ECJ rules on Board of Appeal's discretion to consider late-filed evidence
In Rintisch v Office for Harmonisation in the Internal Market (OHIM) (Cases C-120/12 P, C-121/12 P and C-122/12 P, October 3 2013), the Court of Justice of the European Union (ECJ) has dismissed three appeals brought by Bernhard Rintisch. The ECJ found that the Board of Appeal had correctly dismissed oppositions filed by Rintisch, even though it had erred in assuming that it had no discretion to take into account additional evidence - concerning the existence, validity and scope of protection of earlier trademarks - filed by Rintisch after the expiry of the deadline set by OHIM.
During the course of the opposition proceedings, OHIM requested that Rintisch provide proof of the existence and validity of the earlier German trademarks on which the oppositions were based and whose registration was more than 10 years old. In order to do so, Rintisch had to submit the renewal certificates and translate them into the language of the proceedings. In each case, OHIM set a deadline of two months, pointing out that the oppositions would be dismissed without any examination as to the merits if the documents were not filed in due time. Rintisch failed to provide the renewal certificates and their translation into English within the deadline, but submitted the documents one month after the expiry of the deadline (in Case C-120/12 P) or when filing the notices of appeal (in Cases C-121/12 P and C-122/12 P).
The Opposition Division of OHIM dismissed the oppositions due to the lack of proof of the existence and validity of the marks under Article 20(1) of the Community Trademark Implementation Regulation (2868/95). The Board of Appeal upheld the decisions, arguing that it was not allowed to take into consideration the documents that had been filed late, but was bound to apply Rule 20(1). Alternatively, the Board of Appeal stated that, even if it had discretion to take into account these documents, it would have exercised it against Rintisch. The General Court reached the same conclusion and confirmed the Board of Appeal's point of view.
On appeal to the ECJ, Rintisch argued that the General Court and OHIM had misinterpreted Article 74(2) of the Community Trademark Regulation (40/94) (now Article 76 of the Community Trademark Regulation (207/2009)) and Article 50(1) of the Implementing Regulation by finding that OHIM had no discretion to take into account documents submitted after the expiry of the deadlines. Article 74(2) provides that OHIM "may disregard facts or evidence that are not submitted within due time".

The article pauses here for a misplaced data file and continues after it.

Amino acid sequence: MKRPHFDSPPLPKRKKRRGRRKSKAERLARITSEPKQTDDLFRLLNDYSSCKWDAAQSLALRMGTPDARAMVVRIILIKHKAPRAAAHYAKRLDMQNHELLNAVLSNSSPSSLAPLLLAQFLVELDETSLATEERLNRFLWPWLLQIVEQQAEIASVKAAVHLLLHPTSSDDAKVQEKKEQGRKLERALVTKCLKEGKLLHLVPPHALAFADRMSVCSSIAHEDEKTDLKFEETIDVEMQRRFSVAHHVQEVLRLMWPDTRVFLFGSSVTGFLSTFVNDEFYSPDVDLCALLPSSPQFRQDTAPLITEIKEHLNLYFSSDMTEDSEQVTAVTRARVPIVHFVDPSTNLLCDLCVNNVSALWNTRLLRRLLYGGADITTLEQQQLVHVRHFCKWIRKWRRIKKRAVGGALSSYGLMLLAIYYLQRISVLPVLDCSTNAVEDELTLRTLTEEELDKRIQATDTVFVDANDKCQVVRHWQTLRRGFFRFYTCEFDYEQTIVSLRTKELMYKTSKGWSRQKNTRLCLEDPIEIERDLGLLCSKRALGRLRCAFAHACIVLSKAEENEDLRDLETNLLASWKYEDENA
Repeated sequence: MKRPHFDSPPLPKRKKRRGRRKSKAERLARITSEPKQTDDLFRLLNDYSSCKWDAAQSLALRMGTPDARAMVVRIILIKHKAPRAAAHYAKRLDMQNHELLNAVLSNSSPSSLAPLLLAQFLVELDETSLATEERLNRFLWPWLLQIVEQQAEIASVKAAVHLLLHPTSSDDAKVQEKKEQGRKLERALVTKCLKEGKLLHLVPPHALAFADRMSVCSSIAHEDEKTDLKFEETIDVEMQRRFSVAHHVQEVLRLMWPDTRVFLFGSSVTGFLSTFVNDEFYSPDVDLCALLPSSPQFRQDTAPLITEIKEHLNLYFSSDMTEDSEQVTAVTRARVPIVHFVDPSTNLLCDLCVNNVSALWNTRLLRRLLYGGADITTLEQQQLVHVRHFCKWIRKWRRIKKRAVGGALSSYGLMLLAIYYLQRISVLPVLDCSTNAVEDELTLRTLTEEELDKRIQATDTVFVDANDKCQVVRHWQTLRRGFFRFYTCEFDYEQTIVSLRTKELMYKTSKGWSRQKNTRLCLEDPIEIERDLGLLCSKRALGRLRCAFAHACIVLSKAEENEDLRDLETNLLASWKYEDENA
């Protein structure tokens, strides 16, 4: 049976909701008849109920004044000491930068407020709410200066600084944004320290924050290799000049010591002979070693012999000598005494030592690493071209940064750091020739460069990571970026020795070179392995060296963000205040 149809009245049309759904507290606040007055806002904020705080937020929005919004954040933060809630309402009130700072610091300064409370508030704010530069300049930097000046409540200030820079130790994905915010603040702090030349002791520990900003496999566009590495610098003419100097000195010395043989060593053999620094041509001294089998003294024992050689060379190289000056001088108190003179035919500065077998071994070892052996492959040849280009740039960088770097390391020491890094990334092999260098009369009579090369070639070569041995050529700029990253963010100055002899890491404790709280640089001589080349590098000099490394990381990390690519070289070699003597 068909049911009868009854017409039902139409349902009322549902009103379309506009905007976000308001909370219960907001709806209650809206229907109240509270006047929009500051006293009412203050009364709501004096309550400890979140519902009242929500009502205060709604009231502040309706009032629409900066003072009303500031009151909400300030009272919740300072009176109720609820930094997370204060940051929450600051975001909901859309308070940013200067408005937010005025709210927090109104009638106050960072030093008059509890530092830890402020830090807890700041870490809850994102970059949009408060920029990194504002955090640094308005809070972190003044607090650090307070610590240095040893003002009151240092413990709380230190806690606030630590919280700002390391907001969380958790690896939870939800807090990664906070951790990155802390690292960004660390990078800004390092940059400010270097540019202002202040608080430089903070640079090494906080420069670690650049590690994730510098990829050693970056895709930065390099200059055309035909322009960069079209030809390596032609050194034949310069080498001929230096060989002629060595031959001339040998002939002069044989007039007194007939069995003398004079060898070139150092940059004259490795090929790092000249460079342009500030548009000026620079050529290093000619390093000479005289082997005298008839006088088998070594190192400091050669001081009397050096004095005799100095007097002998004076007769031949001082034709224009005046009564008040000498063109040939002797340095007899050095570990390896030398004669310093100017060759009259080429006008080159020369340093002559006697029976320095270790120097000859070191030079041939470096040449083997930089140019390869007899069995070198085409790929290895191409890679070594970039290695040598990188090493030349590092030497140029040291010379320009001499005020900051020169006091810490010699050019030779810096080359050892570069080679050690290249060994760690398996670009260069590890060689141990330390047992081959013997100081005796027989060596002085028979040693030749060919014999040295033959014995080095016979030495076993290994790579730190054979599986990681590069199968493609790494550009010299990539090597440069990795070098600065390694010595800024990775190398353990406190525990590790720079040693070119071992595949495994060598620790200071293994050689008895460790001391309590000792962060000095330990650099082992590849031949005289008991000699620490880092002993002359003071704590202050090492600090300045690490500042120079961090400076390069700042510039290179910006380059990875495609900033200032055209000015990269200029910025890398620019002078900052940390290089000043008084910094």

The ECJ held that Article 74(2) grants OHIM broad discretion to decide whether or not to take such evidence into account and that the Board of Appeal was not bound to apply Rule 20(1) of the Implementing Regulation. Even if, in principle, the Board of Appeal must apply the provisions relating to the proceedings before the department which has made the decision against which the appeal is brought, this is not the case where other special rules exist. According to the ECJ, Subparagraph 3 of Article 50(1) of the Implementing Regulation is a special provision that explicitly allows the application of Article 74(2), which grants OHIM broad discretion. The General Court and the Board of Appeal had thus erred in finding that OHIM had no such discretion.
However, the Board of Appeal had correctly rejected the oppositions for lack of sufficient evidence. The board had stated that, had it enjoyed discretion to take into account the documents submitted late, it would have exercised that discretion against Rintisch. The ECJ found that the board would have been correct in exercising its discretion restrictively. Article 19 of the Implementing Regulation specifies, in a precise and exhaustive manner, the documents that must be submitted to demonstrate the existence, validity and scope of protection of a mark. Therefore, when filing the oppositions, Rintisch should have been aware of the evidence that he had to produce, and he already had the renewal certificates at his disposal. There was no reason to hand in the relevant documents outside the time limit given, and Rintisch did not provide such a reason.
The ECJ's judgment clarifies that the Board of Appeal might have discretion to take into account additional evidence where the Opposition Division does not. The ECJ stated that this discretion must be exercised restrictively where the Implementing Regulation specifies, explicitly and exhaustively, the documents to be submitted.
This decision highlights once again that opponents must be very cautious when submitting the relevant documents and their translation to substantiate an opposition. Even if, contrary to the Opposition Division, the Board of Appeal might have discretion to take into account documents filed late, the board must make use of this discretion in a very restrictive manner.
Tanja Hogh Holub, Beiten Burkhardt Rechtsanwaltsgesellschaft mbH, Munich
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